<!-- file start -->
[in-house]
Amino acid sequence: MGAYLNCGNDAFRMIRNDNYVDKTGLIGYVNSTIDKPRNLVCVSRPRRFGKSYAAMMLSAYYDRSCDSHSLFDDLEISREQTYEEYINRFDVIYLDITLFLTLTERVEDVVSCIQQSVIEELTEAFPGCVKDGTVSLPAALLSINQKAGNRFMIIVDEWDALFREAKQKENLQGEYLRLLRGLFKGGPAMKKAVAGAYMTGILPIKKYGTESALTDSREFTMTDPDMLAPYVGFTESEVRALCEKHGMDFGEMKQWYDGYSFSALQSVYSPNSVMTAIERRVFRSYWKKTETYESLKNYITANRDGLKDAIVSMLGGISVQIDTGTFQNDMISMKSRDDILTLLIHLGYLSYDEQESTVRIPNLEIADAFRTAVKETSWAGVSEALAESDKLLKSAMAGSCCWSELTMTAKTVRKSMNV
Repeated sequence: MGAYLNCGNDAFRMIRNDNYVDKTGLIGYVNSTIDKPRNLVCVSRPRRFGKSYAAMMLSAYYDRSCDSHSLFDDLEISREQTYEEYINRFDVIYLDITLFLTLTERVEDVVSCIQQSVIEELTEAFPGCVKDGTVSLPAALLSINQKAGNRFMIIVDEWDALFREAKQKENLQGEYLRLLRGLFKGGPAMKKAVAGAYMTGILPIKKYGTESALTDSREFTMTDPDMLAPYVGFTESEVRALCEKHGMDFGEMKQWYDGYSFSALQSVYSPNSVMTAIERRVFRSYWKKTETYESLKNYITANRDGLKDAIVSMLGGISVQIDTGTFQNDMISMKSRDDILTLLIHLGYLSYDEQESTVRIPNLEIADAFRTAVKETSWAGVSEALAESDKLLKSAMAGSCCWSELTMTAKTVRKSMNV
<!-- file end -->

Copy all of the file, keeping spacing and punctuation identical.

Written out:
[in-house]
Amino acid sequence: MGAYLNCGNDAFRMIRNDNYVDKTGLIGYVNSTIDKPRNLVCVSRPRRFGKSYAAMMLSAYYDRSCDSHSLFDDLEISREQTYEEYINRFDVIYLDITLFLTLTERVEDVVSCIQQSVIEELTEAFPGCVKDGTVSLPAALLSINQKAGNRFMIIVDEWDALFREAKQKENLQGEYLRLLRGLFKGGPAMKKAVAGAYMTGILPIKKYGTESALTDSREFTMTDPDMLAPYVGFTESEVRALCEKHGMDFGEMKQWYDGYSFSALQSVYSPNSVMTAIERRVFRSYWKKTETYESLKNYITANRDGLKDAIVSMLGGISVQIDTGTFQNDMISMKSRDDILTLLIHLGYLSYDEQESTVRIPNLEIADAFRTAVKETSWAGVSEALAESDKLLKSAMAGSCCWSELTMTAKTVRKSMNV
Repeated sequence: MGAYLNCGNDAFRMIRNDNYVDKTGLIGYVNSTIDKPRNLVCVSRPRRFGKSYAAMMLSAYYDRSCDSHSLFDDLEISREQTYEEYINRFDVIYLDITLFLTLTERVEDVVSCIQQSVIEELTEAFPGCVKDGTVSLPAALLSINQKAGNRFMIIVDEWDALFREAKQKENLQGEYLRLLRGLFKGGPAMKKAVAGAYMTGILPIKKYGTESALTDSREFTMTDPDMLAPYVGFTESEVRALCEKHGMDFGEMKQWYDGYSFSALQSVYSPNSVMTAIERRVFRSYWKKTETYESLKNYITANRDGLKDAIVSMLGGISVQIDTGTFQNDMISMKSRDDILTLLIHLGYLSYDEQESTVRIPNLEIADAFRTAVKETSWAGVSEALAESDKLLKSAMAGSCCWSELTMTAKTVRKSMNV